• 
•There are many general privacy laws however, particularly regarding the issue of children. This can extend to individuals protection when dealing with the issue of illegal activities on film. For example, from source 3[9] this matter was emphasised and further, it was explained that there is a great importance of release forms. If these are not provided then those concerned can sue you at a later date, regardless of the illegal activities, and more frustratingly, can have your footage banned. These details are also outlined in the interview [3(v)], in which Ken says that “Ofcom do have guide lines concerning this… you must apply to Ofcom for permission for secret filming and justify why you are doing this” This, I feel, is all fair and means that whilst filmmakers have freedom, they should not and for the majority cannot exploit members of the public without valid justified reasons, or those in their films. This is almost like moral in law.
• 
•Finally, reflecting on this question I think it is appropriate to ask another question to it, which was raised in the interview (3[vi)] “Are protecting sources more important than saving lives, in some cases, but this is always a case to case basis”. Therefore in short there is no direct answer to this grey area of the law or our ethics.
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  • 3 months ago

Should documentary makers report the activities they uncover and record?

•A clear way of finding an ethical answer to this question was through the use of my survey. From this I was able to gather that many people felt that “they [filmmakers] are simply documenting it”[1(i)] this suggests that largely it is believed that they are neither obligated to report it nor to allow it to go unnoticed. However some may argue that by filming a crime with the intention of broadcast, they are reporting it in the long run. Another point also from the survey supports this, “its like the news in a film”[1(ii)] stating that by documenting the crime the filmmaker is indirectly reporting it. Further, it could be argued that this is more effective than simply telling the police, as it alerts the entire nation to the matter, instead of just the law. This is interesting as it considers who should be informed about crime as a whole.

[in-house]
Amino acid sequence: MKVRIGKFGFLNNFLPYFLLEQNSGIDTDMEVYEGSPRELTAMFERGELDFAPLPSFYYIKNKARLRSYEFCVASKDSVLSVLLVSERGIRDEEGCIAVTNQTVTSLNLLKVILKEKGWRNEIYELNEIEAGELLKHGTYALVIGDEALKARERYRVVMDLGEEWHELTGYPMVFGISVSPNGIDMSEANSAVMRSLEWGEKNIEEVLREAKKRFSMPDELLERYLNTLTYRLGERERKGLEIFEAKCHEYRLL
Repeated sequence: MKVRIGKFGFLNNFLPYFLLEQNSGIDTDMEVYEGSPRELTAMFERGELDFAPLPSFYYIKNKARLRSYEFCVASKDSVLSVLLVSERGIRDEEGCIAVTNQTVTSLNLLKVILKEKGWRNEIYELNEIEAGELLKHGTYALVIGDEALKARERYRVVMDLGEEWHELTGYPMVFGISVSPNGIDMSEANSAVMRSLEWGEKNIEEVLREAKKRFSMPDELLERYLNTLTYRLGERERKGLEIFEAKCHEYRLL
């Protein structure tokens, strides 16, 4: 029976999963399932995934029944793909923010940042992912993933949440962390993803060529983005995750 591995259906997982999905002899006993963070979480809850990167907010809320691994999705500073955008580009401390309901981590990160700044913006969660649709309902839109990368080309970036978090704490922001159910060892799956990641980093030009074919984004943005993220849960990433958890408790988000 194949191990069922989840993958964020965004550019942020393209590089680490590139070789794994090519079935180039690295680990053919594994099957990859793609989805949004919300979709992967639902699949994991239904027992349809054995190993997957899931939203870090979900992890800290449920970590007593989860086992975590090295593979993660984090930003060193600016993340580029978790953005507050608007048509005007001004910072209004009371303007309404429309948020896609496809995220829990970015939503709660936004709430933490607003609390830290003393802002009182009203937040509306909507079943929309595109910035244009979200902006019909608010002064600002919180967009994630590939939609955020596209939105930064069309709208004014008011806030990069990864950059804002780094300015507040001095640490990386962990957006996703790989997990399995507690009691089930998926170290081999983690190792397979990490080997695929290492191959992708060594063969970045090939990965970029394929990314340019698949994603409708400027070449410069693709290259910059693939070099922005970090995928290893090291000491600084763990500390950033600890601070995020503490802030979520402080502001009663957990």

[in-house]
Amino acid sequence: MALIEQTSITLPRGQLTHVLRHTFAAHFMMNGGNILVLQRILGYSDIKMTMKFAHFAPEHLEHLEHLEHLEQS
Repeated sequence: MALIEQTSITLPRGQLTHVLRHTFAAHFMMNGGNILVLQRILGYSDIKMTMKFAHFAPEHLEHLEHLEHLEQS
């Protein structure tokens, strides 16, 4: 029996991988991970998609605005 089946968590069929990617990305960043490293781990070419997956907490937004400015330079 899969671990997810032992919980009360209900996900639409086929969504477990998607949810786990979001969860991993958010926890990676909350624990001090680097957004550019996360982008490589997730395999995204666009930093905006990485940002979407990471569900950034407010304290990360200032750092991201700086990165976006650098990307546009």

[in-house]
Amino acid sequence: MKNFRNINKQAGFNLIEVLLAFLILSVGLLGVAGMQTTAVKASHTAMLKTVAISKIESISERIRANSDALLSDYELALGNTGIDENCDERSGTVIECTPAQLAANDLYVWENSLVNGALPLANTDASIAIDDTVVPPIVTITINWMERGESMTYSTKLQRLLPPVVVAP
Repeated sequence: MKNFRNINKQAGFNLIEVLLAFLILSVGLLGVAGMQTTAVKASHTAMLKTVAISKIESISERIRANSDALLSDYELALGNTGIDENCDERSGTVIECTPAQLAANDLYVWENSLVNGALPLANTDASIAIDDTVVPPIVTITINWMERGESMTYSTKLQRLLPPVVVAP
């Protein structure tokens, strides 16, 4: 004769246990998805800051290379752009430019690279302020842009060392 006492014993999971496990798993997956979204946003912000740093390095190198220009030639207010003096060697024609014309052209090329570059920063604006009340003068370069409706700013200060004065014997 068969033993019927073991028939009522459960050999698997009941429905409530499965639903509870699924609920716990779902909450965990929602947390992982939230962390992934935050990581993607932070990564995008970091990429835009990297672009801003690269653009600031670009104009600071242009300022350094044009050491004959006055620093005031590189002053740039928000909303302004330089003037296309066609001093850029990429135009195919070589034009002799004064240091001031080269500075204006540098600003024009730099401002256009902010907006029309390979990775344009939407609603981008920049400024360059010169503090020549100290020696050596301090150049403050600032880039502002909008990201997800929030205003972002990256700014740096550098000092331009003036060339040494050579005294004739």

•Looking at the orange chart[2(i)], showing the results from the question on my survey of, “if many illegal activities were not allowed to be shown in documentaries, would there be a lot of crime the nation is unaware of?”, we are able to see that there is a noticeable amount of people who further feel that documentaries are informative and therefore go towards notifying the nation of crime. The good effects of this can also be an argued however, as some may feel that it alerts people to new crime. This question has been addressed on slide 8. Regarding the black chart[2(ii)] we are able to further see the results from my survey, asking “Are documentaries important in discovering and investigating new crime?”, this chart rather conflicts the previous results, and implies that maybe it is the sheer number of crimes we are made aware of by documentary films, and not knew knowledge, which as a factor, is felt, at least by Ofcom, to be a dangerous source of information as it can lead to giving impressionable individuals new ideas.